Though released in the summer of 2002 and discovered while getting accustomed with the discomfort of adolescence in Canada, Interpol’s inaugural Turn on the Bright Lights will always be inextricably linked in my mind with two things: winter and New York.
From the opening chords of the LP appetizer “Untitled” to the doleful refrains that close out “Leif Erickson”—the whole album’s defining sound shimmers under the cool detached vocals of Paul Banks and Daniel Kessler’s angular guitar strokes–their tone straddling the line between crisp and harsh, balanced against the ebullience of Carlos Dengler’s bass. The whole rhythm section so strongly grounds the understated groove of the record that when it drops out during a few notable moments (the intro on “The New” for example), you can’t help but lean in closer, only to have the warmth of the band’s full sound return to swaddle you.
For all the derision aimed at Banks’ lyrics (fair) and the similarity to Joy Division ‘s Ian Curtis in his warbled delivery, it’s the quality and stylistic consistency of Interpol’s sound that makes the album still resonate so palpably fifteen years later. Be it the opening riff of “Obstacle 1,” the hopeful restraint of “NYC,” or even the sinister whispers underneath the knife-edge creepiness of “Roland,” each component and passage fits together with the same painful detachment that underpins the album.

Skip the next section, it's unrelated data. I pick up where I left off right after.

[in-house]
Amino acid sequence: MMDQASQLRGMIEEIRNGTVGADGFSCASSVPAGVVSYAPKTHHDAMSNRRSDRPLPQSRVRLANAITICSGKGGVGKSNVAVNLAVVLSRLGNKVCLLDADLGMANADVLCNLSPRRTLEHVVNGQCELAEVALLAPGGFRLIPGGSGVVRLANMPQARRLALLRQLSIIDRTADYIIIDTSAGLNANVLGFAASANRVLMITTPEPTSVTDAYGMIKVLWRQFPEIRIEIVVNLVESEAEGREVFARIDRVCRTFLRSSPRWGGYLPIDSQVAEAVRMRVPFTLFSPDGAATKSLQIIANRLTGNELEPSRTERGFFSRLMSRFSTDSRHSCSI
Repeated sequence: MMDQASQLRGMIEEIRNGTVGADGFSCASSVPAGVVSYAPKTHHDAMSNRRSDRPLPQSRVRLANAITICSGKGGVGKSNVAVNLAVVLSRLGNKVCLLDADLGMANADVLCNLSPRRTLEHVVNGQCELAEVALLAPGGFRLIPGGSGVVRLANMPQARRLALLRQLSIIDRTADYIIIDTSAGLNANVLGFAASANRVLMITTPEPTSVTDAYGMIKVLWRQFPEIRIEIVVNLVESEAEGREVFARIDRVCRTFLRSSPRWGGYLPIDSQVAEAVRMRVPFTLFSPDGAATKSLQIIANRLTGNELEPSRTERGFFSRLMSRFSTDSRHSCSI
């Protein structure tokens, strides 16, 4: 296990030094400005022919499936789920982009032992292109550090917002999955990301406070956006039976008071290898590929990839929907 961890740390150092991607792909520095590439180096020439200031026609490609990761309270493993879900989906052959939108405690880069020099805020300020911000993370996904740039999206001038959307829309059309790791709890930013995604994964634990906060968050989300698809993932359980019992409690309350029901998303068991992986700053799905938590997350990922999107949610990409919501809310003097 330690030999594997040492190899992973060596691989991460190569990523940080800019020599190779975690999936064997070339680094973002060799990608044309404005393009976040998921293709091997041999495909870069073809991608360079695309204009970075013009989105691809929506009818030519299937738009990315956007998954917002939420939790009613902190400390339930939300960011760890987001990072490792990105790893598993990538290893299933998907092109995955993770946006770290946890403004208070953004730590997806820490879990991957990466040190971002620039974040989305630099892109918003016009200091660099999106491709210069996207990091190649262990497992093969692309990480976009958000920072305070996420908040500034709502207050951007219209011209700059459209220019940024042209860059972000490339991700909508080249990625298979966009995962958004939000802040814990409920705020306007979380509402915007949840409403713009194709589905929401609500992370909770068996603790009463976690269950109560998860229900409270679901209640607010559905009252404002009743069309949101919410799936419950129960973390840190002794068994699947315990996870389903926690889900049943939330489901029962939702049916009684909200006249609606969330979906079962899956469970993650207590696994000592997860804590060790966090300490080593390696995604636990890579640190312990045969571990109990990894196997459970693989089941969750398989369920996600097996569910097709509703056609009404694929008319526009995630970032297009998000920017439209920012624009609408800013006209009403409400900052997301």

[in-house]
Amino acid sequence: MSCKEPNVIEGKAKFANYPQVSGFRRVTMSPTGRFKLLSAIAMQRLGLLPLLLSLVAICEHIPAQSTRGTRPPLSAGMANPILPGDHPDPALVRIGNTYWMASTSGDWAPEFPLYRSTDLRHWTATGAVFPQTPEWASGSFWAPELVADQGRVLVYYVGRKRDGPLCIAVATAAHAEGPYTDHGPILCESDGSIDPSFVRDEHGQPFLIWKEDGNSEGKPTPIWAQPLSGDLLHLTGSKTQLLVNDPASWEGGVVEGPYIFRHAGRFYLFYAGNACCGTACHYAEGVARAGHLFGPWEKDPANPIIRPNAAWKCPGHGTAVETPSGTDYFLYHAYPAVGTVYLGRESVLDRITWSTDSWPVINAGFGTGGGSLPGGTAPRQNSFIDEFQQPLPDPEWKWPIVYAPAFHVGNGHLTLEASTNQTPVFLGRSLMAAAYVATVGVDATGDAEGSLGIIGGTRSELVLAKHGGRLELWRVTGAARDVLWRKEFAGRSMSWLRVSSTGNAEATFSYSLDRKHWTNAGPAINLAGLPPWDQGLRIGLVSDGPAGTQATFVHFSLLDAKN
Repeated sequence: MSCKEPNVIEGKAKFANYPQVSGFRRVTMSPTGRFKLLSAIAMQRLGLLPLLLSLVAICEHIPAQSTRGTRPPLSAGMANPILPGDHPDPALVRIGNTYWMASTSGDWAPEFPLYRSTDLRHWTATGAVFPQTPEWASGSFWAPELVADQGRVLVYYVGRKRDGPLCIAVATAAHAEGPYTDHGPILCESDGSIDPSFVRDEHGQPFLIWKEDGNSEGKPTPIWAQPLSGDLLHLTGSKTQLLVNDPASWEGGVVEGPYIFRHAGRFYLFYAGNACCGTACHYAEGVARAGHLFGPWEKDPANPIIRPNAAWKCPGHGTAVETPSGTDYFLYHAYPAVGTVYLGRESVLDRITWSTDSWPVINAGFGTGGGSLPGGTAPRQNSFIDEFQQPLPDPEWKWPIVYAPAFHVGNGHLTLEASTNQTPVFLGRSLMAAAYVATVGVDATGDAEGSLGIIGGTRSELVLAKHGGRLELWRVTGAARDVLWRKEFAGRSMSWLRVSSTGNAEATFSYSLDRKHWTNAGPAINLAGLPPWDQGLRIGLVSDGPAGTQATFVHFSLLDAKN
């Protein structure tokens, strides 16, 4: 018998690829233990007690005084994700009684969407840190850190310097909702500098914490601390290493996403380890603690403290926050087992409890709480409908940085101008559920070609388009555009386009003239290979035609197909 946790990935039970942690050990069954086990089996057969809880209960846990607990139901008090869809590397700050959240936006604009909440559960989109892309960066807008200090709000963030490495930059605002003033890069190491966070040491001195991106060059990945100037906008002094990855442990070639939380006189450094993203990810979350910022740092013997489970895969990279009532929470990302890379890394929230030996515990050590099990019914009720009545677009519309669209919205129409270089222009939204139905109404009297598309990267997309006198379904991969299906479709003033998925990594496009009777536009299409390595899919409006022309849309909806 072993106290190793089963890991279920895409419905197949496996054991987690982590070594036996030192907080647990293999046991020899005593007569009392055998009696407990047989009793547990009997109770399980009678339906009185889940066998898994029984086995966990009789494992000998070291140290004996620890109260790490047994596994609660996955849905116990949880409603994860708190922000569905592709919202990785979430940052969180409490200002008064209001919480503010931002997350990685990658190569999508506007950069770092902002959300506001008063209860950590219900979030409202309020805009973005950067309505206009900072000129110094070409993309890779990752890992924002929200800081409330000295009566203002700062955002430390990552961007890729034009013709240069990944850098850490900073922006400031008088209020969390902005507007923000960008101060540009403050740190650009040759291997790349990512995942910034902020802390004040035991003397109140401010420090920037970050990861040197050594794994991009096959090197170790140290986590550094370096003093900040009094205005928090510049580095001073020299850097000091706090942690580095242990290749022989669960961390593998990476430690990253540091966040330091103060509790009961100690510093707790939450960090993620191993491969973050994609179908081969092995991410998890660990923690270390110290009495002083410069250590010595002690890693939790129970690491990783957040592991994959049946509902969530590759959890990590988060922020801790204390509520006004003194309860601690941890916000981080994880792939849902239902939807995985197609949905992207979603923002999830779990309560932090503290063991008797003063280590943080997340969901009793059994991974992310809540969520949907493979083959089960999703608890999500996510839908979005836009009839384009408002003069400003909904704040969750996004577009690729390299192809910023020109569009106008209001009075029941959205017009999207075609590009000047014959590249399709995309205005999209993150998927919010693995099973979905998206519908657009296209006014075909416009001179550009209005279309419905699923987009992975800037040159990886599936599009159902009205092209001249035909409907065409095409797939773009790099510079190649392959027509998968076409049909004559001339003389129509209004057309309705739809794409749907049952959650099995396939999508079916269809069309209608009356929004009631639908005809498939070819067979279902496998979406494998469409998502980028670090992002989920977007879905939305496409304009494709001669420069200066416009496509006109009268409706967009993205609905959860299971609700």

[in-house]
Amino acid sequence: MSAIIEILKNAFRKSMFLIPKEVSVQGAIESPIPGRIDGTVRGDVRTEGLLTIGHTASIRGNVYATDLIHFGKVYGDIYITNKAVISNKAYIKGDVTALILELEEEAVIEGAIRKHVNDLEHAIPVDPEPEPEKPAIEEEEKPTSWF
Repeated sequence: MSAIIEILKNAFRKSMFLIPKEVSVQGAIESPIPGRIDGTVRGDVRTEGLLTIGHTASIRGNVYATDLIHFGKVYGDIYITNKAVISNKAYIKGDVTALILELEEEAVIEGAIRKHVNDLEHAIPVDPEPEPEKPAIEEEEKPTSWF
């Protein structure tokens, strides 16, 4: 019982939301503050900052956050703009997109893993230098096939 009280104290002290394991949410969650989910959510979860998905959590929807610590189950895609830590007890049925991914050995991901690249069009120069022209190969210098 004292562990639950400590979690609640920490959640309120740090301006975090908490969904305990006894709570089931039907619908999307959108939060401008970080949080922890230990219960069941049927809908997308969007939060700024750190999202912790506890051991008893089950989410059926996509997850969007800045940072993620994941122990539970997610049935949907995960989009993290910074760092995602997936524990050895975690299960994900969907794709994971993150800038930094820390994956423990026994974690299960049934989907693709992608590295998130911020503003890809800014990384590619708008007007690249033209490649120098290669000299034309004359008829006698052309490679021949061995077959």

It’s no coincidence that I’m pressed to look back on this record tonight as New York braces itself for Winter Storm Stella, evoking the title of the eighth track and fan favorite of the compilation. As I sit here overlooking the traffic of 2nd Avenue trickle to a slow drip in anticipation of the impending snowfall, I can’t help but look back on the years since this seminal album cemented itself as a permanent part of my rotation.
Raised in a snowy Canadian town on a constant glut of awareness and appreciation for the city (my mother landed in Queens after fleeing Iran), coupled with the post-9/11 zeitgeist in those years that refracted New York anywhere it could, it’s really no wonder I make the association. Maybe this album was really written by and for turn-of-the-century New Yorkers, taking bumps off their keys somewhere in the stairwell of a Brooklyn walk-up, but frankly, if this stuff doesn’t remind you of the time and place where you started abruptly becoming acquainted with your interior self, then you missed out.
Now that I’ve been lucky enough to live in the city awhile, if ever I’m wandering around in the snow as I’m wont to do in the coming days–turning on this record is one of the few things that will make me reexamine the sights I’ve become prone to ignore—and admire the bright lights anew.